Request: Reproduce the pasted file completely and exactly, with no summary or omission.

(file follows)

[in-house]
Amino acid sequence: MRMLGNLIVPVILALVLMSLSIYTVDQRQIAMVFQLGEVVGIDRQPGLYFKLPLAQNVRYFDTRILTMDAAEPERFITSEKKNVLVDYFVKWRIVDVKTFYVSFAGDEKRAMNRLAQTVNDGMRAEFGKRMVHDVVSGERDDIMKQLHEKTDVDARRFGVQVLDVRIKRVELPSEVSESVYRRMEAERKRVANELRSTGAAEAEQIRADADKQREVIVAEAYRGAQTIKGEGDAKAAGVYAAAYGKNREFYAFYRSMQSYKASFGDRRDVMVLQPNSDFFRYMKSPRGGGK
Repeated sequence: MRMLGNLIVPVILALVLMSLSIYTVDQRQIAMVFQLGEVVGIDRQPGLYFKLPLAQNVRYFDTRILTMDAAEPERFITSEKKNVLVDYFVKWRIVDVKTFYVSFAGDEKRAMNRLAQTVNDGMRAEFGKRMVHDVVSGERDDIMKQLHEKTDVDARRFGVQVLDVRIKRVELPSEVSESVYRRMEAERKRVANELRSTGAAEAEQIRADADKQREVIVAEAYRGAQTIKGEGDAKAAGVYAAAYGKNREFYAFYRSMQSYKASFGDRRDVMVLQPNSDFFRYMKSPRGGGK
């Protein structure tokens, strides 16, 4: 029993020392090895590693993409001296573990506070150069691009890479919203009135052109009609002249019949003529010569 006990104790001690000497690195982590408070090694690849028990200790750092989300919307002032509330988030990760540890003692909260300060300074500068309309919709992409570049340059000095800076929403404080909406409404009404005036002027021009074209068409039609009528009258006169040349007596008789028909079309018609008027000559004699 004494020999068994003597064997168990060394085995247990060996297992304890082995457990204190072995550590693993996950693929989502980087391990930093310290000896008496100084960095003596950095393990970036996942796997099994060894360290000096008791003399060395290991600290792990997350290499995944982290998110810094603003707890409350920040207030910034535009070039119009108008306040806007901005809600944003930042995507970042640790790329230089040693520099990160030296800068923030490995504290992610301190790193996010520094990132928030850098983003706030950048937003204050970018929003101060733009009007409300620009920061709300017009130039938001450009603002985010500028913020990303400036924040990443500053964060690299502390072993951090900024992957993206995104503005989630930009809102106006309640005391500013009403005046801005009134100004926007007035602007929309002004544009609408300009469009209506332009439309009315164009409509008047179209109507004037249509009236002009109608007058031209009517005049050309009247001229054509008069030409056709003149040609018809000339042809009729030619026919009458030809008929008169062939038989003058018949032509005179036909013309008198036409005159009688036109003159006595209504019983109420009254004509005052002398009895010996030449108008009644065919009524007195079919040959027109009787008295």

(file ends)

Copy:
[in-house]
Amino acid sequence: MRMLGNLIVPVILALVLMSLSIYTVDQRQIAMVFQLGEVVGIDRQPGLYFKLPLAQNVRYFDTRILTMDAAEPERFITSEKKNVLVDYFVKWRIVDVKTFYVSFAGDEKRAMNRLAQTVNDGMRAEFGKRMVHDVVSGERDDIMKQLHEKTDVDARRFGVQVLDVRIKRVELPSEVSESVYRRMEAERKRVANELRSTGAAEAEQIRADADKQREVIVAEAYRGAQTIKGEGDAKAAGVYAAAYGKNREFYAFYRSMQSYKASFGDRRDVMVLQPNSDFFRYMKSPRGGGK
Repeated sequence: MRMLGNLIVPVILALVLMSLSIYTVDQRQIAMVFQLGEVVGIDRQPGLYFKLPLAQNVRYFDTRILTMDAAEPERFITSEKKNVLVDYFVKWRIVDVKTFYVSFAGDEKRAMNRLAQTVNDGMRAEFGKRMVHDVVSGERDDIMKQLHEKTDVDARRFGVQVLDVRIKRVELPSEVSESVYRRMEAERKRVANELRSTGAAEAEQIRADADKQREVIVAEAYRGAQTIKGEGDAKAAGVYAAAYGKNREFYAFYRSMQSYKASFGDRRDVMVLQPNSDFFRYMKSPRGGGK
């Protein structure tokens, strides 16, 4: 029993020392090895590693993409001296573990506070150069691009890479919203009135052109009609002249019949003529010569 006990104790001690000497690195982590408070090694690849028990200790750092989300919307002032509330988030990760540890003692909260300060300074500068309309919709992409570049340059000095800076929403404080909406409404009404005036002027021009074209068409039609009528009258006169040349007596008789028909079309018609008027000559004699 004494020999068994003597064997168990060394085995247990060996297992304890082995457990204190072995550590693993996950693929989502980087391990930093310290000896008496100084960095003596950095393990970036996942796997099994060894360290000096008791003399060395290991600290792990997350290499995944982290998110810094603003707890409350920040207030910034535009070039119009108008306040806007901005809600944003930042995507970042640790790329230089040693520099990160030296800068923030490995504290992610301190790193996010520094990132928030850098983003706030950048937003204050970018929003101060733009009007409300620009920061709300017009130039938001450009603002985010500028913020990303400036924040990443500053964060690299502390072993951090900024992957993206995104503005989630930009809102106006309640005391500013009403005046801005009134100004926007007035602007929309002004544009609408300009469009209506332009439309009315164009409509008047179209109507004037249509009236002009109608007058031209009517005049050309009247001229054509008069030409056709003149040609018809000339042809009729030619026919009458030809008929008169062939038989003058018949032509005179036909013309008198036409005159009688036109003159006595209504019983109420009254004509005052002398009895010996030449108008009644065919009524007195079919040959027109009787008295």